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Decision No. 15,495

Appeal of J.D., on behalf of his daughter B.D., from action of the Board of Education of the Unadilla Valley Central School District, Superintendent Rexford A. Hurlburt, Jr. and Middle School Principal Gene Chilion regarding student discipline.

Decision No. 15,495

(December 8, 2006)

Hogan, Sarzynski, Lynch, Surowka & DeWind, L.L.P., attorneys for respondents, John P. Lynch, Esq., of counsel

MILLS, Commissioner.--Petitioner challenges the decision of the Board of Education of the Unadilla Valley Central School District (the “board”), its superintendent, and its middle school principal (collectively “respondents”) to suspend his daughter, B.D.  The appeal must be dismissed.

On February 10, 2006, B.D., a student in the district’s middle school, returned from school with a discipline note that was illegible.  B.D. told petitioner that she had been suspended for one day because she and a classmate had blown their clarinets in each other’s ears.  Although the record is somewhat unclear, it appears that the suspension imposed was an in-school suspension.

The parties dispute what happened next.  Petitioner claims that on February 13, 2006, his wife met with the principal to discuss B.D.’s suspension.  Respondents assert that petitioner was present at this meeting and that he was provided with a suspension notice at that time.  Respondents also claim that on February 14, 2006, the principal informed petitioner by telephone that, after their meeting and his review of all the information, he was affirming B.D.’s suspension.

B.D. served the suspension on February 15, 2006.  On the afternoon of February 15, 2006, petitioner received a letter in the mail, dated February 13, 2006, from the Dean of Students notifying him of the suspension.

On March 15, 2006, petitioner’s attorney sent an email to respondents’ attorney to determine whether the suspension had been expunged from B.D.’s record.  By letter dated March 17, 2006, respondents’ attorney replied that B.D.’s record would not be expunged.  Thereafter, petitioner’s attorney requested reconsideration.  In a May 3, 2006 telephone conversation, respondents’ attorney again told petitioner’s attorney that respondents’ actions were appropriate and the matter was considered closed.  This appeal ensued.

Petitioner asserts that the written suspension notice, received on February 15, 2006, was untimely and insufficient, in violation of Education Law §3214 and §100.2(d) of the Commissioner’s regulations.  He claims that, as a result, he was denied his right to an informal conference with the principal before the suspension was imposed.  Petitioner requests that B.D.’s record be expunged.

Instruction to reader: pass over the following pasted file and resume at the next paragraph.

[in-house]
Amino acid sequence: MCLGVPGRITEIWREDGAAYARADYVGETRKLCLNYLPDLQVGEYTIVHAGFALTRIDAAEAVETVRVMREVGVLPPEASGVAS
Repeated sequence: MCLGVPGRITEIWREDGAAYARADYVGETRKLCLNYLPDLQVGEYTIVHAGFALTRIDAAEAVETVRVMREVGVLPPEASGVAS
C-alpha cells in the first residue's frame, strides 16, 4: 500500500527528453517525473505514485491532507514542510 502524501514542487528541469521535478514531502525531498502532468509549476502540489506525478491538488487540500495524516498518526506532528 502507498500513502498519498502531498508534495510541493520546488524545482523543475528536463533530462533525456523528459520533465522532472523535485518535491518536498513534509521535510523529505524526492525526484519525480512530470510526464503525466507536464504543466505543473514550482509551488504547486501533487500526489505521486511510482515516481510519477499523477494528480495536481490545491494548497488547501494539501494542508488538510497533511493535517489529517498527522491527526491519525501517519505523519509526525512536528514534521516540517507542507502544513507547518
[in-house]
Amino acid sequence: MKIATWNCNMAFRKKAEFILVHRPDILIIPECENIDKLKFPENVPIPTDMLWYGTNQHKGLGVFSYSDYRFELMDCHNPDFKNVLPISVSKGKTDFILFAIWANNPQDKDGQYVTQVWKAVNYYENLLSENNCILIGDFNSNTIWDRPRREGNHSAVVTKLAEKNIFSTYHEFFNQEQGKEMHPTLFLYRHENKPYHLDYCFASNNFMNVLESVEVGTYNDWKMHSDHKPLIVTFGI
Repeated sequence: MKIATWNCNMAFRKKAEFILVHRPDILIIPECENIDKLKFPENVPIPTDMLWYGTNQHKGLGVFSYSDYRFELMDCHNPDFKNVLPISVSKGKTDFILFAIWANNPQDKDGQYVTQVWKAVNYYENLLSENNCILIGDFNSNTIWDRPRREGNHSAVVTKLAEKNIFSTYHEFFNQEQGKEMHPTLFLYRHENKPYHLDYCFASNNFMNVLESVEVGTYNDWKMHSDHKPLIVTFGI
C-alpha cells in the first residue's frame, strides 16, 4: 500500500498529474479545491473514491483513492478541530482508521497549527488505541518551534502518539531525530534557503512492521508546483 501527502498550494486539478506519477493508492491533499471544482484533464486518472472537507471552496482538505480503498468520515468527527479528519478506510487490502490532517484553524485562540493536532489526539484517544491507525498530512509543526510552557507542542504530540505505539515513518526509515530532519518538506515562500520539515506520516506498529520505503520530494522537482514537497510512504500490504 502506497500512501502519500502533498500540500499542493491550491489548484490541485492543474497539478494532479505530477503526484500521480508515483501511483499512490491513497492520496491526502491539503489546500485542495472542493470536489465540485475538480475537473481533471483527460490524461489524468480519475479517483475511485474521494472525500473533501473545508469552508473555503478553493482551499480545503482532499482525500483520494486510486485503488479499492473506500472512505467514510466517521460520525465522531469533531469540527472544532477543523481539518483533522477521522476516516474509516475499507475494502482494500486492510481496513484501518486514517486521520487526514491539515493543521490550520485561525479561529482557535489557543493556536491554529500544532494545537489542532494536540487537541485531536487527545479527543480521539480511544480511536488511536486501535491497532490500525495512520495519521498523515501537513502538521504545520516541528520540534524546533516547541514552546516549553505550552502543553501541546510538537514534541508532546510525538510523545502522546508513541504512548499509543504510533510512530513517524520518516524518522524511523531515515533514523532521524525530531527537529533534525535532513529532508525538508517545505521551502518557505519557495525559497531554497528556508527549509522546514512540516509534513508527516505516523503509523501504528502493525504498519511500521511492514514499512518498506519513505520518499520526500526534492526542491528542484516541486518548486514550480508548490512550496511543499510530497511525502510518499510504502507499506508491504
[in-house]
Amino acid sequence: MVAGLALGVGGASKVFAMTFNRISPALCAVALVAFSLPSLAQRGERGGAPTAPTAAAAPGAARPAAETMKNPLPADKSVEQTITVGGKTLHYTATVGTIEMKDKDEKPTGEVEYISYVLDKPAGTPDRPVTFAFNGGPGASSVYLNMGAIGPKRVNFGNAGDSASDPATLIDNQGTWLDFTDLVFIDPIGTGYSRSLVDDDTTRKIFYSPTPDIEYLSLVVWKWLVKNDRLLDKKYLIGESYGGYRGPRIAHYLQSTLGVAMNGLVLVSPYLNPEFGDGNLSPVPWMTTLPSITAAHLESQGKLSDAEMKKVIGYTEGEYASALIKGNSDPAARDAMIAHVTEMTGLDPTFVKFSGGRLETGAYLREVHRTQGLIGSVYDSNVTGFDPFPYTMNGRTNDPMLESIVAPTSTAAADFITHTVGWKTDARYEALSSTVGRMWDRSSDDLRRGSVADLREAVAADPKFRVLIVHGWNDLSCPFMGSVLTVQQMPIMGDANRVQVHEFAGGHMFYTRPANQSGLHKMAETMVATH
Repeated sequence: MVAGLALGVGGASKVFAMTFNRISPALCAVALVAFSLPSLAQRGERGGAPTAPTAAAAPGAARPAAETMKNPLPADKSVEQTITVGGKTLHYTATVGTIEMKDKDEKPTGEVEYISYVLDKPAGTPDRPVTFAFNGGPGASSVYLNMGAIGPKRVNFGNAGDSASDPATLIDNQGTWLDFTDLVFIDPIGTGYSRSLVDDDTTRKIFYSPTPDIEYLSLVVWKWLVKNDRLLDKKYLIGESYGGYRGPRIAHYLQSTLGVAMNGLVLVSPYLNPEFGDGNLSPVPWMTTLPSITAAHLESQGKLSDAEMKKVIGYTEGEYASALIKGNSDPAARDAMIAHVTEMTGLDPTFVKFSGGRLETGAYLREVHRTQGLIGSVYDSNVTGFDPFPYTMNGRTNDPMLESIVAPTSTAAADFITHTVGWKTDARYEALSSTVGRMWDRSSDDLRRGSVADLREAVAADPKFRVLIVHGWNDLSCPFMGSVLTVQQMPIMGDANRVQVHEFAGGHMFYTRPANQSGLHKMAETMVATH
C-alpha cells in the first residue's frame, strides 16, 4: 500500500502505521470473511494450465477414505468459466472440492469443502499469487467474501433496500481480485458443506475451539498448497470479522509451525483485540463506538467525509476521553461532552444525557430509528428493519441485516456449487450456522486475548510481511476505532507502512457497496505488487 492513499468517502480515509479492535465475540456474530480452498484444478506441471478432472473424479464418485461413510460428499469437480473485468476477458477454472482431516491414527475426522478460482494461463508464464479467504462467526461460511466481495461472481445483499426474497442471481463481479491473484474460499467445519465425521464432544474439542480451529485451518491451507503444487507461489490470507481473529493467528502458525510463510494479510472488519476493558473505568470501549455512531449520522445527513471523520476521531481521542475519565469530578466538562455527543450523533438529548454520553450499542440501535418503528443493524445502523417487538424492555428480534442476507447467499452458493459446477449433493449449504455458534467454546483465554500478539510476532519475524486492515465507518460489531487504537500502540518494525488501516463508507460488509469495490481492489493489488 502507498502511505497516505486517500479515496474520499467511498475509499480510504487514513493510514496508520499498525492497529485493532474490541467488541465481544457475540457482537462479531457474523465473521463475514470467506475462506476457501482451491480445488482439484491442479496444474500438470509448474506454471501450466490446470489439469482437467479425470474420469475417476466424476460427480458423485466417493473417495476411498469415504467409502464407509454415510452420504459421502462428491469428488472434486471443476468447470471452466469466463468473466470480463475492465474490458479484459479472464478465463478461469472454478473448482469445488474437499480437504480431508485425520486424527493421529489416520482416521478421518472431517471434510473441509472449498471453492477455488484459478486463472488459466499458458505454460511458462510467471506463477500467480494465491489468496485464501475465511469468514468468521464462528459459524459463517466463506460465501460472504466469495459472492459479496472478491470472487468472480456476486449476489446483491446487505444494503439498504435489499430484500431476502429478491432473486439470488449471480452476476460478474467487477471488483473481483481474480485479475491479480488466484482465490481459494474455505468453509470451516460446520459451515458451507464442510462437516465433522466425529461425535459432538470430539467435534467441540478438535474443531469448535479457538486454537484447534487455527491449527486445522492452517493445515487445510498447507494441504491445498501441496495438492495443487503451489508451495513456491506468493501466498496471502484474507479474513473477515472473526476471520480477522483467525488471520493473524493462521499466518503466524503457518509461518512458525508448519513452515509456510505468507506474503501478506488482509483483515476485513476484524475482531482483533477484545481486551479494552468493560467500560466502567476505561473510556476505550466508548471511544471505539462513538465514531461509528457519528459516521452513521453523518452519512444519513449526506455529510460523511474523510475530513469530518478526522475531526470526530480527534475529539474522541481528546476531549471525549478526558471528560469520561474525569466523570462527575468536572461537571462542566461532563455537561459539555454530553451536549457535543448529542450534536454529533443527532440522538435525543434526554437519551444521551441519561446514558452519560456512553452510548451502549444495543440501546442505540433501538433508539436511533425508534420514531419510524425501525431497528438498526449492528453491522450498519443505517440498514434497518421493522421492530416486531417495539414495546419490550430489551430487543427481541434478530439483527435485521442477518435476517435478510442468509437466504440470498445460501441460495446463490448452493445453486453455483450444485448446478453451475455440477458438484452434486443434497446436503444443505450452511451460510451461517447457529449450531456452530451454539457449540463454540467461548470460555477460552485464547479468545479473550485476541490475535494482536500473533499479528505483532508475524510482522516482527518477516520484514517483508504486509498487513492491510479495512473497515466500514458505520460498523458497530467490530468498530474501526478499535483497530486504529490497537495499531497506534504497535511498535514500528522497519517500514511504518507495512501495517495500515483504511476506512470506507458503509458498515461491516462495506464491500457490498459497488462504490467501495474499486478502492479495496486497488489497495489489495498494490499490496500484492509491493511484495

Respondents contend that the appeal is untimely. Respondents also assert that Education Law §3214 and §100.2(d) of the Commissioner’s regulations do not apply to in-school suspensions.

Respondents assert that the appeal must be dismissed as untimely whether the date of the suspension decision is calculated from the day B.D. served her suspension (February 15, 2006) or from the date of their attorney’s letter stating that B.D.’s record would not be expunged (March 17, 2006).  An appeal to the Commissioner must be commenced within 30 days from the making of the decision or the performance of the act complained of, unless any delay is excused by the Commissioner for good cause shown (8 NYCRR §275.16; Appeal of O’Brien, 44 Ed Dept Rep 43, Decision No. 15,092; Appeal of Spina, 43 id. 354, Decision No. 15,016).  The Commissioner has previously held that an appeal is timely when commenced within 30 days of receiving the determination (Appeals of Sitaras, et al., 43 Ed Dept Rep 434, Decision No. 15,044; Appeal of Malek, 41 id. 312, Decision No. 14,697).  When the record does not indicate when petitioner actually received the determination, the date of receipt is calculated by affording the usual five days for mailing, excluding Sundays and holidays (Appeal of C.F., 44 Ed Dept Rep 109, Decision No. 15,113; Appeal of O.W., 43 id. 150, Decision No. 14,949).  Petitioner’s appeal was commenced on June 1, 2006, well over 30 days after both of these events.  While petitioner sought reconsideration of respondents’ decision, a reconsideration request does not extend the time within which an appeal must be commenced (Appeal of a Preschool Child with a Disability, 43 Ed Dept Rep 343, Decision No. 15,012; Appeal of Williams, 42 id. 260, Decision No. 14,846).  Petitioner offers no reason for his delay.  Consequently, the appeal is untimely.

Even if the appeal were not dismissed on procedural grounds, it would be dismissed on the merits.  In-school suspensions are not governed by Education Law §3214 and do not require a full hearing (Appeal of N.C., 42 Ed Dept Rep 119, Decision No. 14,794).  Procedures governing in-school suspensions need only be fair and give students and parents an opportunity to discuss the conduct being reviewed with the person or body authorized to impose the discipline (Appeal of N.C., 42 Ed Dept Rep 119, Decision No. 14,794; Appeal of Denis, 40 id. 306, Decision No. 14,487; Appeal of Michael J.A., 39 id. 501, Decision No. 14,293).  Notwithstanding the parties’ conflicting accounts, petitioner has failed to show that he was denied a fair opportunity to discuss B.D.’s suspension with the principal.  Petitioner acknowledges that his wife met with the principal on February 13, 2006, to discuss the conduct that led to B.D.’s suspension on February 15, 2006.  On the record before me, I find no basis to overturn respondents’ decision.